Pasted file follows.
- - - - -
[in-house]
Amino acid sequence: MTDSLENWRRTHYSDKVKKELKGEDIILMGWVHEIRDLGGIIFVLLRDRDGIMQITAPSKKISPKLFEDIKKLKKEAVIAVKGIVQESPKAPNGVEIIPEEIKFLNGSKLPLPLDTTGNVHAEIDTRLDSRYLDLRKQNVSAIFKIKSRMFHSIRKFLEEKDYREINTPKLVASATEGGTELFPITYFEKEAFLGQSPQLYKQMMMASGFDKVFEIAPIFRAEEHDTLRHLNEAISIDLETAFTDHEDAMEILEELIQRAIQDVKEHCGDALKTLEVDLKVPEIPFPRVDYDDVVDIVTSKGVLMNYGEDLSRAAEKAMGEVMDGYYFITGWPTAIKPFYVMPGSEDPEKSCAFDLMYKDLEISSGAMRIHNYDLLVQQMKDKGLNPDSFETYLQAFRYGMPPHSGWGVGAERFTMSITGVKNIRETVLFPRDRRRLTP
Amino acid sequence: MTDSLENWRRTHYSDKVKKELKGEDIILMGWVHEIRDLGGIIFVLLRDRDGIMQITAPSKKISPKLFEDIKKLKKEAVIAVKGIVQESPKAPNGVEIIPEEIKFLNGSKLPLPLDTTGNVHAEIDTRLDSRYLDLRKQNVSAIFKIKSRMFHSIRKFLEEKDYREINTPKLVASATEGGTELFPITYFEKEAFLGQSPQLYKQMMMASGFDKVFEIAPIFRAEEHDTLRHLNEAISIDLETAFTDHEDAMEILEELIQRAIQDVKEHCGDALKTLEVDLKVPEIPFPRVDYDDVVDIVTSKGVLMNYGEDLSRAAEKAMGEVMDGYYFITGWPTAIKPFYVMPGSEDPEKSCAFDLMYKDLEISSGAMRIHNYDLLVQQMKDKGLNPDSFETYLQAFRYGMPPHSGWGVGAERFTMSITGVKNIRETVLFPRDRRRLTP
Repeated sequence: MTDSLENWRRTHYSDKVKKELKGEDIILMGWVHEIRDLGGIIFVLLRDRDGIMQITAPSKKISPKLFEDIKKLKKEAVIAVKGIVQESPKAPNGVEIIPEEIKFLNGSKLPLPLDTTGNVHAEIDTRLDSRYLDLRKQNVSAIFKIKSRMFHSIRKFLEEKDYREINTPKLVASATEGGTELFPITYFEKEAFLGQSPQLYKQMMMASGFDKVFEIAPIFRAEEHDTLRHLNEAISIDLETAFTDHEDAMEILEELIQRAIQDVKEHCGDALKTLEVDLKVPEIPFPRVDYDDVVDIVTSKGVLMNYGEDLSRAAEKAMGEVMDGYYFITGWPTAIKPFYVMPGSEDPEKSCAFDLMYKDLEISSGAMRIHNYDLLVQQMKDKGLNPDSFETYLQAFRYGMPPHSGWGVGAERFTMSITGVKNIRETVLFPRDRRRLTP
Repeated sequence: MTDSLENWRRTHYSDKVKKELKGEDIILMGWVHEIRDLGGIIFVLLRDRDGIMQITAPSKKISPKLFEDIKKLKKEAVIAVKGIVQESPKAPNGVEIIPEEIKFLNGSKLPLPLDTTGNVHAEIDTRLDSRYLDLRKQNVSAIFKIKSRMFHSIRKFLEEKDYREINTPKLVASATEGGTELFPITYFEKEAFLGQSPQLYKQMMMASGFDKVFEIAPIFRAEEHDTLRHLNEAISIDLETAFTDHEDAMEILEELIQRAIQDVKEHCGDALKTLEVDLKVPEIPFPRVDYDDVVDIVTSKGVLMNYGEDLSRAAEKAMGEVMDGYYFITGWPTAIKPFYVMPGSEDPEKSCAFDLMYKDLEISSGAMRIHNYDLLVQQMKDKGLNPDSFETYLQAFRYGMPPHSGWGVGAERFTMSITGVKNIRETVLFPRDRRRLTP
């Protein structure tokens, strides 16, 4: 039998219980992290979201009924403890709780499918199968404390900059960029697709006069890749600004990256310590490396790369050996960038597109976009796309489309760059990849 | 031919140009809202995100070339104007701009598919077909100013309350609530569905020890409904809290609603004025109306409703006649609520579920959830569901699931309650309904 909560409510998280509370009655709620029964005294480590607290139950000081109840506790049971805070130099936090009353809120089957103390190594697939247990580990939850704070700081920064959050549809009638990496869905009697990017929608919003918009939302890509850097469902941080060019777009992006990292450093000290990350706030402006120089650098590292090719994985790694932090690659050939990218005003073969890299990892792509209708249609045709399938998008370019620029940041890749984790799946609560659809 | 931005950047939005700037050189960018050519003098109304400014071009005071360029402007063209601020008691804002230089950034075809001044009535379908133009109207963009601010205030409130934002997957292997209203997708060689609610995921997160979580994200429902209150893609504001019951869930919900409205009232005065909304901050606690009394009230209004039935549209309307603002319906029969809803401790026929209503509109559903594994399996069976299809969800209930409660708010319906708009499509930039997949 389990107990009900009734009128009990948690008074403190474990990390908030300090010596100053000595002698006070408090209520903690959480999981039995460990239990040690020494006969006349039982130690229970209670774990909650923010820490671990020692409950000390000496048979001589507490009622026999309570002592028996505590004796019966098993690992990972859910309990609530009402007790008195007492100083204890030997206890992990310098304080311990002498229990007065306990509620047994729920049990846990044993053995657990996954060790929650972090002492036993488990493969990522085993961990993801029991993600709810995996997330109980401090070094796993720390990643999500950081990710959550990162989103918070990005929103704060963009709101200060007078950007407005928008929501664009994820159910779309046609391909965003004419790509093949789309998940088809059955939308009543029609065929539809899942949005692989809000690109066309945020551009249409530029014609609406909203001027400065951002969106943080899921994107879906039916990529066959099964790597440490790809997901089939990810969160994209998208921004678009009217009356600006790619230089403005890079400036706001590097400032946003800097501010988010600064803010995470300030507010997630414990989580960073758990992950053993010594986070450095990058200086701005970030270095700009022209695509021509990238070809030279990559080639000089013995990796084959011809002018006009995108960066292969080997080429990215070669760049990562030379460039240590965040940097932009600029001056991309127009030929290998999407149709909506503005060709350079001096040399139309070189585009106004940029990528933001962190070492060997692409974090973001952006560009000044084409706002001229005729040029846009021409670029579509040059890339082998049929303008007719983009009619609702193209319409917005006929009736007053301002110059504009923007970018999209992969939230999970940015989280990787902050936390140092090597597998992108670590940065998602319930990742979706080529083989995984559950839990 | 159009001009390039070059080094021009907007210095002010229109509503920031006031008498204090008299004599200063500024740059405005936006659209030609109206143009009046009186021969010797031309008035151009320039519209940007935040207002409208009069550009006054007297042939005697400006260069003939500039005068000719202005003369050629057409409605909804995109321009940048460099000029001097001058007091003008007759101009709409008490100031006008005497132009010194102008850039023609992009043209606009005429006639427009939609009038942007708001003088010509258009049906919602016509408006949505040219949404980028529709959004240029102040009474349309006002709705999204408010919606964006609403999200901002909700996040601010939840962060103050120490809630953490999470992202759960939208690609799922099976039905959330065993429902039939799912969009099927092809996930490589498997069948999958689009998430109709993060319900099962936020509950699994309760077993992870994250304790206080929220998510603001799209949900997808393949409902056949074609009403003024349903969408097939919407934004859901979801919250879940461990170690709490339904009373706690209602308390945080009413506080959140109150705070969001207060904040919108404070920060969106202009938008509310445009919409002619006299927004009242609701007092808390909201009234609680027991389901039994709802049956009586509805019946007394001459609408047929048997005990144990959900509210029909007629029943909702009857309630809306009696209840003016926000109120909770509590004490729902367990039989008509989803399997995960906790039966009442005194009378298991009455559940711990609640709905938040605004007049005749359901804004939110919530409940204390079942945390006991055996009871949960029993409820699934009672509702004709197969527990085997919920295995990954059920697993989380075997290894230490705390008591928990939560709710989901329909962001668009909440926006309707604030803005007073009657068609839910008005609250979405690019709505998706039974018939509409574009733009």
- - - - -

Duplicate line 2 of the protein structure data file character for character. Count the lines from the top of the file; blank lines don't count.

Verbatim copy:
Amino acid sequence: MTDSLENWRRTHYSDKVKKELKGEDIILMGWVHEIRDLGGIIFVLLRDRDGIMQITAPSKKISPKLFEDIKKLKKEAVIAVKGIVQESPKAPNGVEIIPEEIKFLNGSKLPLPLDTTGNVHAEIDTRLDSRYLDLRKQNVSAIFKIKSRMFHSIRKFLEEKDYREINTPKLVASATEGGTELFPITYFEKEAFLGQSPQLYKQMMMASGFDKVFEIAPIFRAEEHDTLRHLNEAISIDLETAFTDHEDAMEILEELIQRAIQDVKEHCGDALKTLEVDLKVPEIPFPRVDYDDVVDIVTSKGVLMNYGEDLSRAAEKAMGEVMDGYYFITGWPTAIKPFYVMPGSEDPEKSCAFDLMYKDLEISSGAMRIHNYDLLVQQMKDKGLNPDSFETYLQAFRYGMPPHSGWGVGAERFTMSITGVKNIRETVLFPRDRRRLTP